Conflict victims feel further disheartened after left unity

Published On: May 20, 2018 06:52 AM NPT By: Bhadra Sharma

KATHMANDU, May 19: Shanti Jirel Pakhrin was in the first month of pregnancy when her husband, Buddhiman Pakhrin, was brutally killed by the then rebel CPN-Maoist on the charge of not providing donation to the party. Pakhrin, the then chairperson of Thulopatal VDC was killed in Syauli Bazaar of Dolakha district in December 2002, seven days after he was abducted. 

Since her husband’s murder, Shanti has been continuously raising her voice in all available public forums and the party rank and file, demanding that those involved in the killing of her husband be booked. She filed a complaint at the Truth and Reconciliation Commission (TRC), the body responsible for investigating war-era crimes, after it was established in 2015. 

Also, her party, the then CPN-UML, also strongly advocated for ensuring justice to the conflict victims as per international standard even as other two major political parties- Maoist and Nepali Congress — were for opting for reconciliation. Despite her one-and-half decade futile wait for justice, Shanti was hopeful that the TRC, where her case is pending for years, will deliver justice to her by booking Maoist leaders involved in killing her husband. 

Her hope for justice, however, is gradually fading as her party merged with the former rebel Maoists to form a powerful communist party this week for the sake of “prosperity and political stability in the country”. 

“The Maoist leaders who killed my husband and other leaders are walking around freely. Some of them joined the UML party before the two parties formally united,” said Pakhrin in an interview, adding, “Top leaders in the center forged a unity with the Maoists. So, I see a little chance of getting justice.”

In the past, UML was for following international standard while settling war-era crimes citing international practices. And its party cadres working as human rights activists used to lobby for prosecuting the then rulers and rebel Maoists in war-era crimes as their leaders were less involved in rights violation cases. Many believe Nepal Army Colonel Kumar Lama was arrested in the UK on the charge of torturing arrestees in an army barrack based on the information provided by the human rights activists close to the then UML. They had also tried to trap the then Maoist Chairman Pushpa Kamal Dahal when he planned to travel to Australia. 

Dahal had later postponed his scheduled visit after knowing all these efforts were made to ask the Australian authorities to arrest him in Australia.  

Observers predict UML will now soften its hard stance on war era human rights violations as it has united with the former rebel party. 

Like thousands of conflict victims, Bhagiram Chaudhari is also gradually losing the hope of getting justice in the changed political context following the unification between the UML and the Maoists, which had taken opposite stances on ways to settle war-era cases. Chaudhari, a Maoist supporter, believes UML may not take a tough stance in prosecuting those involved in war-era crimes as it used to do in the past in the context of both the parties united into one.   

“In the past, UML used to take a tough stance on the issue of transitional justice as Maoists and Congress used to stand  together in favor of granting general amnesty to those involved in war-era crimes,” Chaudhari told Republica “After this unification, we are skeptical about justice being ensured.”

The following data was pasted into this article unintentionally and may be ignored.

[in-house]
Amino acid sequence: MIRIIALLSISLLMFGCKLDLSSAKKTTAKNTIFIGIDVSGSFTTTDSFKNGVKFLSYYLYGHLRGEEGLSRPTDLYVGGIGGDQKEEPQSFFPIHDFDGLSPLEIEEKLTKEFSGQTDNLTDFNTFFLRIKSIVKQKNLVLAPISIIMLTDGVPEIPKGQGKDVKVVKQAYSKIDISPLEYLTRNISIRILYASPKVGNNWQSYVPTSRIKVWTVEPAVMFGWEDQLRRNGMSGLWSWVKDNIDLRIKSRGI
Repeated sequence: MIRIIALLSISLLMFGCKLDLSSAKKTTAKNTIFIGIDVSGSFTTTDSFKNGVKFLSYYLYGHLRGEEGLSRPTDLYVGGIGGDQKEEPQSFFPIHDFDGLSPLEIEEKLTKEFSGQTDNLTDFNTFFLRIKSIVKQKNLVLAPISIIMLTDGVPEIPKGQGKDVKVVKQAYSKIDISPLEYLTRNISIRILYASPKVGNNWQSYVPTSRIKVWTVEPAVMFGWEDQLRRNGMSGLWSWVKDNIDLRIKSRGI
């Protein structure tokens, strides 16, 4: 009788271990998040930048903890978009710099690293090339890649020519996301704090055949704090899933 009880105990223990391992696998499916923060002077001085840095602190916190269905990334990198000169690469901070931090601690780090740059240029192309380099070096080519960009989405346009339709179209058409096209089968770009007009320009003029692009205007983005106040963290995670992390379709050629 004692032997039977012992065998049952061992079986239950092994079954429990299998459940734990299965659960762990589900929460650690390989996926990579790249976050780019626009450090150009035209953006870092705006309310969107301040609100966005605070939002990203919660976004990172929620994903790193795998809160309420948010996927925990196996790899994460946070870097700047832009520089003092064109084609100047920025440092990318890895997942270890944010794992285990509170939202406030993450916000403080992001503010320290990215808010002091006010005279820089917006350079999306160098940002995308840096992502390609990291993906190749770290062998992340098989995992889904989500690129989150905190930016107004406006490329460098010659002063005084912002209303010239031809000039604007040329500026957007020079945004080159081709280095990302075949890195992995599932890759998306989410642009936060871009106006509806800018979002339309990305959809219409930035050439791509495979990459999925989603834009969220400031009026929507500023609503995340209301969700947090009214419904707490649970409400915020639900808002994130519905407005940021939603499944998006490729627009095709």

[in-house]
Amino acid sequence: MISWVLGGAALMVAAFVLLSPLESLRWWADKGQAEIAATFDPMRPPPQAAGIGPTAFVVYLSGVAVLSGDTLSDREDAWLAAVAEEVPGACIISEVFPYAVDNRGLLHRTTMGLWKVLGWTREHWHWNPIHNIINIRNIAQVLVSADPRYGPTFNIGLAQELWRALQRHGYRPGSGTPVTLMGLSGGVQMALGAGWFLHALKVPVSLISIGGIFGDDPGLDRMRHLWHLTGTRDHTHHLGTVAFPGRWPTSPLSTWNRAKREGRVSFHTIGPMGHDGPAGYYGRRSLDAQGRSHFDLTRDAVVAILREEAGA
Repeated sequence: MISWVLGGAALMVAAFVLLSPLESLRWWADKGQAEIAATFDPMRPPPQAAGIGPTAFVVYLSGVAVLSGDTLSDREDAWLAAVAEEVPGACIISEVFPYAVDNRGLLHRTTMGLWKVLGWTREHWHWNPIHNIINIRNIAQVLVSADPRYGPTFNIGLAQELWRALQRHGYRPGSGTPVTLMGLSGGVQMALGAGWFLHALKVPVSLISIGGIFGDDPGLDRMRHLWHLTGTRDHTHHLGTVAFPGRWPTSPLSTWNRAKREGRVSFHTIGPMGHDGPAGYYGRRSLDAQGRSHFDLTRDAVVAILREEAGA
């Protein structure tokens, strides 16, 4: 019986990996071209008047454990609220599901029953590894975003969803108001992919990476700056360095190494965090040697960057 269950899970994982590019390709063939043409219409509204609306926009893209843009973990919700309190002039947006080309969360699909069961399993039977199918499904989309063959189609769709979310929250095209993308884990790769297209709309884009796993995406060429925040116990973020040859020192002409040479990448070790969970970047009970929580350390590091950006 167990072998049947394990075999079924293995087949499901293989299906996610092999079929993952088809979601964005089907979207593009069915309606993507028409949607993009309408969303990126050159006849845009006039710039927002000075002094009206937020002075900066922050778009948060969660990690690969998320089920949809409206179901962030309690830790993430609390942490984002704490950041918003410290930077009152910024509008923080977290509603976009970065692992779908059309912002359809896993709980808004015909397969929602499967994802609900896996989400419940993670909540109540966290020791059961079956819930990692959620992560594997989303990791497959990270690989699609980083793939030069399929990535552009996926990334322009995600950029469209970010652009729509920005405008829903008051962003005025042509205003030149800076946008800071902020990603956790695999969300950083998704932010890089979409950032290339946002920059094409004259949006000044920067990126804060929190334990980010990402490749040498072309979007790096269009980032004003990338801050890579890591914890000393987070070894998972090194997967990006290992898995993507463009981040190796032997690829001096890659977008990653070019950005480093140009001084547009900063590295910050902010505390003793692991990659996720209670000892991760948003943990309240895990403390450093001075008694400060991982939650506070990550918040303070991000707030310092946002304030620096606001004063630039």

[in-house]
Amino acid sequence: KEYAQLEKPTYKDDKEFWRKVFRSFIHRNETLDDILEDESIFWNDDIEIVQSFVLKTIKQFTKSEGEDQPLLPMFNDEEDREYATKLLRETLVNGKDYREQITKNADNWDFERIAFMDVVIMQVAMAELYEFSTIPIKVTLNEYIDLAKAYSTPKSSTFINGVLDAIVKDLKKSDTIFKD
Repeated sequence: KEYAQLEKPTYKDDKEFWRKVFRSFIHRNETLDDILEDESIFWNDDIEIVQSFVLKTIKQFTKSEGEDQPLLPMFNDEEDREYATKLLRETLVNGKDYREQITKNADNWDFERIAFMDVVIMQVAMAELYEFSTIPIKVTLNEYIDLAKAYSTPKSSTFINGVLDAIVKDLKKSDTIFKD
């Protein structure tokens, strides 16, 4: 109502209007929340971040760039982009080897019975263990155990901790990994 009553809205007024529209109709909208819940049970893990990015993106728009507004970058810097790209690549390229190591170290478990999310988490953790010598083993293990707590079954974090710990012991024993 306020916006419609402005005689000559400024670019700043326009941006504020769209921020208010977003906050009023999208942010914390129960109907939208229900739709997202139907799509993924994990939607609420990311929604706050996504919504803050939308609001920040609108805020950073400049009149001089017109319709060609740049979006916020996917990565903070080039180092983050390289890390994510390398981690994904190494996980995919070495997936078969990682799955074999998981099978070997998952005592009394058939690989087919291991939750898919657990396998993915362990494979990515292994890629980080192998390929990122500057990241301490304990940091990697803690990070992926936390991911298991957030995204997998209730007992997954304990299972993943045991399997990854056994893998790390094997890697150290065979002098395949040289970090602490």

Chaudhari’s brother and sister-in-law were arrested by Nepal Army while going to Belbhar from Banibhar of Bardiya in December 2001. Her family members are totally unaware about their whereabouts since then. In Bardiya, 241 people were forcefully disappeared whereas 170 were killed during the war. 

“They were Maoists but we have the right to know about their whereabouts. Our right to know about our relatives should not be compromised under any pretext,” said Chaudhari who currently heads the Conflict Victim Common Platform, warning that Nepal would become a failed state if it fails to ensure justice to the conflict victims. 

The delay in justice has affected the conflict victims. Soon after signing the peace deal in 2006, both the rebel and parliamentary parties had agreed to resolve the war-era cases within 60 days of signing the accord. But the victims had to wait till 2015 to have transitional mechanisms—TRC and Commission for Investigation on Enforced Disappeared Persons (CIEDP). 

The parties had agreed to form such mechanisms only after a top army official was arrested in the UK for rights violation. Yet, they are delaying  investigations into war-crimes under various pretexts although they have been extending the terms of the commissions. 

TRC and CIEDP have five members each including their chairpersons. As of now, TRC has completed preliminary investigation of 7,000 complaints of the total 63,000 complaints filed at the commission. Over 3,000 complaints are registered at CIEDP whereas 2,200 cases have been verified and forwarded for reparation until now. The commission is yet to begin probes into the remaining cases.

“There are so many hurdles in settling war-era cases. The delay in endorsing the commission’s Act has largely hampered our work,” said Manchala Jha, a member of TRC, adding, “Being a commissioner sometimes I feel suffocation as to how to settle these cases.”  

Previously, Maoists and Congress were for letting the commissions handle all war-era cases whereas the UML was dead against this. But many predict UML could change its stance with the changed domestic political dynamics. 

“If our leaders backtrack on their stance, then that will be a big betrayal to us. When I lost my husband, my baby was still in my womb. Now, she is 14-years old,” said Pakhrin adding, “How long should I wait for justice?”

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